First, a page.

|Publication number||US20090055514 A1|
|Application number||US 11/867,675|
|Publication date||Feb 26, 2009|
|Filing date||Oct 4, 2007|
|Priority date||Jul 13, 2007|
|Also published as||EP2165464A1, EP2165464A4, EP2165464B1, US8700743, WO2009011963A1|
|Publication number||11867675, 867675, US 2009/0055514 A1, US 2009/055514 A1, US 20090055514 A1, US 20090055514A1, US 2009055514 A1, US 2009055514A1, US-A1-20090055514, US-A1-2009055514, US2009/0055514A1, US2009/055514A1, US20090055514 A1, US20090055514A1, US2009055514 A1, US2009055514A1|
|Inventors||Matthew Tebbs, Brett Marl|
|Original Assignee||Purenetworks, Inc.|
|Export Citation||BiBTeX, EndNote, RefMan|
|Patent Citations (5), Referenced by (19), Classifications (11), Legal Events (3)|
|External Links: USPTO, USPTO Assignment, Espacenet|
This application claims priority from U.S. Provisional Patent Application No. 60/949,618, filed Jul. 13, 2007, entitled “ADDING NETWORK INTELLIGENCE TO A REMOVABLE DEVICE,” which is hereby incorporated by reference in its entirety as if fully set forth herein.
Embodiments of the present invention are generally directed to computer networks and, more particularly, to a system for conveniently adding devices to a network.
The proliferation of wireless-enabled laptops has created demand for wireless networks in the home. Consumers can purchase wireless routers (or access points) at electronics stores and add them to their existing ISP connection to create their own wireless access to broadband networks.
Transmissions between a laptop and an access point are typically unsecured. These transmissions often happen in clear-text, and a malicious user with limited skill can a) snoop on the conversation that is occurring between the laptop and the network and b) gain access to the network and resources on the internet. Fortunately, most routers and access points have the ability to enable wireless security. In doing so, a secret password is shared between all devices that want to communicate with the access point.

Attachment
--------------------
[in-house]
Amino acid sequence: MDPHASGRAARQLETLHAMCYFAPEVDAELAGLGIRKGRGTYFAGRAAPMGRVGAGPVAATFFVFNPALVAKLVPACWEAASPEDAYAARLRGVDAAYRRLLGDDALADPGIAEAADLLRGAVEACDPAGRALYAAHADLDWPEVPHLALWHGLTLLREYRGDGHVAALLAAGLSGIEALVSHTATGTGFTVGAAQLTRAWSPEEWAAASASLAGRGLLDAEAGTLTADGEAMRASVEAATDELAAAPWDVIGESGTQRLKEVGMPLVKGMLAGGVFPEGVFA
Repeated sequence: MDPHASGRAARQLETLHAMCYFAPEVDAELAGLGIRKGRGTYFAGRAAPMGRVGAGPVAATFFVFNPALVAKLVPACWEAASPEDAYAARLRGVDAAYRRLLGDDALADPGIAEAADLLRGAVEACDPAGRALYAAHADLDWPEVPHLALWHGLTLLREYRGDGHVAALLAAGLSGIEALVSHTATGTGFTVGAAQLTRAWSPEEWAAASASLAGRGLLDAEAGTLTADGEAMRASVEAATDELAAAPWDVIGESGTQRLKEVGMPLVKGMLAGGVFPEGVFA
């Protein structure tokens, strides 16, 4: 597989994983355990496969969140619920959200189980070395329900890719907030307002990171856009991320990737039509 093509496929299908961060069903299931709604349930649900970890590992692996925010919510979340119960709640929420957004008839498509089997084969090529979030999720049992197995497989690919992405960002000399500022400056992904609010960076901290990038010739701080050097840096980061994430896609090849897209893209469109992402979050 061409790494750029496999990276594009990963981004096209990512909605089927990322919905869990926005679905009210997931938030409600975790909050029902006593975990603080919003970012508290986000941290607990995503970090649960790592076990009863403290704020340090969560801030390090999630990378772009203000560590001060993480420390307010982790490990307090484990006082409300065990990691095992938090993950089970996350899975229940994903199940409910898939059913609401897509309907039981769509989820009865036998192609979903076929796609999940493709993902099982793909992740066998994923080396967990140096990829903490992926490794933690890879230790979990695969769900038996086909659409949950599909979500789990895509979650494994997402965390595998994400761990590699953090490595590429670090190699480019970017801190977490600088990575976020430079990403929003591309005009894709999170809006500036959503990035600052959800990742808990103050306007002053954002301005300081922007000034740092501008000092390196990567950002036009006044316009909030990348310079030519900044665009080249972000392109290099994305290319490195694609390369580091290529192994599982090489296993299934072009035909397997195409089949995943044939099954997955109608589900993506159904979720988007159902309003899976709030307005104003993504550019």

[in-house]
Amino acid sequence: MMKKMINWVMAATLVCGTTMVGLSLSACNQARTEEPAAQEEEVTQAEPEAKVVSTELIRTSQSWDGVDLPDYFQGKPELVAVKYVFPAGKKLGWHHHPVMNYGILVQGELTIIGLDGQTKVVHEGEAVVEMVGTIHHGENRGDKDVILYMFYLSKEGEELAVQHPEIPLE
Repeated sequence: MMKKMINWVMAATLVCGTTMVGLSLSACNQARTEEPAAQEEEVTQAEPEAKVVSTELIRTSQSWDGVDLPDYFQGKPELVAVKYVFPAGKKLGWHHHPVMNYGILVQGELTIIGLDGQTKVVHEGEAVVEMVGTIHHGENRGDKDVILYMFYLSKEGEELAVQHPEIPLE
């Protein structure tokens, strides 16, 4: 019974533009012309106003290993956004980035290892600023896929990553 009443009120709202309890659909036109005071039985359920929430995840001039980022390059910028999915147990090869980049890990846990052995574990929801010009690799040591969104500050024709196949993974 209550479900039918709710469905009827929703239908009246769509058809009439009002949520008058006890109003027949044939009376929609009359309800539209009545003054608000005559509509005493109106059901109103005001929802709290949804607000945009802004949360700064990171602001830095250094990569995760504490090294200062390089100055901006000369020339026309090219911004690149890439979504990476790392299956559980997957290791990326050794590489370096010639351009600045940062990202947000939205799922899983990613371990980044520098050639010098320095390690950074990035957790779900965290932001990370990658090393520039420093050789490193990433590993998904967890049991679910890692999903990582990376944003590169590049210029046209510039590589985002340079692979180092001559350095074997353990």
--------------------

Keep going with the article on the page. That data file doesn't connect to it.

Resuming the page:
By default, typically, such devices ship with wireless security disabled. The act of enabling wireless security on these devices is challenging and complex to the average home user.
Wireless security is a complex field. There are many different types of wireless security available, such as WEP, WPA, WPA-PSK, WPA-RADIUS, WPA2, that often involve complex ‘hexadecimal keys’ or pass-phrases and sub-choices of encryption methods (TKIP/AES, etc). The method of securing a wireless network involves configuring the desired security settings inside the router and then configuring each wireless client with the same settings and pass-phrases.
To further complicate things, each device requiring configuration may have a very different user experience. For example, the router may have a difficult-to-navigate web-based administration console, different versions of Windows have different user interfaces, a Mac in the home would require a different approach, and finally “headless devices” that don't have a display console, such as a network enabled web-camera or networked Digital Video Recorder, may have yet a very different user interface.
Some efforts have been made by the industry to improve on the simplification of wireless network security. For example, the Microsoft Corporation has developed an approach known as “Windows Connect Now” (WCN) that allows wireless security configuration information to be stored in an XML file on removable storage devices such as USB keys. The Wi-Fi Alliance has been driving a set of standards around wireless configuration known as Wi-Fi Protected Setup (WPS).
However, the current industry efforts fall short in a number of areas. For example, the WPS wizards in Windows XP and Vista may allow for creation of new network settings onto a USB key. This helps with wireless clients that support the key format, but it does not help users reconfigure their existing router settings to match. This is a complex task that users often do not know how to complete. Additionally, there are no standard APIs to program routers. Most of them support a web-based administrative interface, but not a well structured API set. Moreover, WPS is hindered by many conflicting ways of accomplishing the same goal (e.g., PIN based configuration, Push-Button configuration etc.)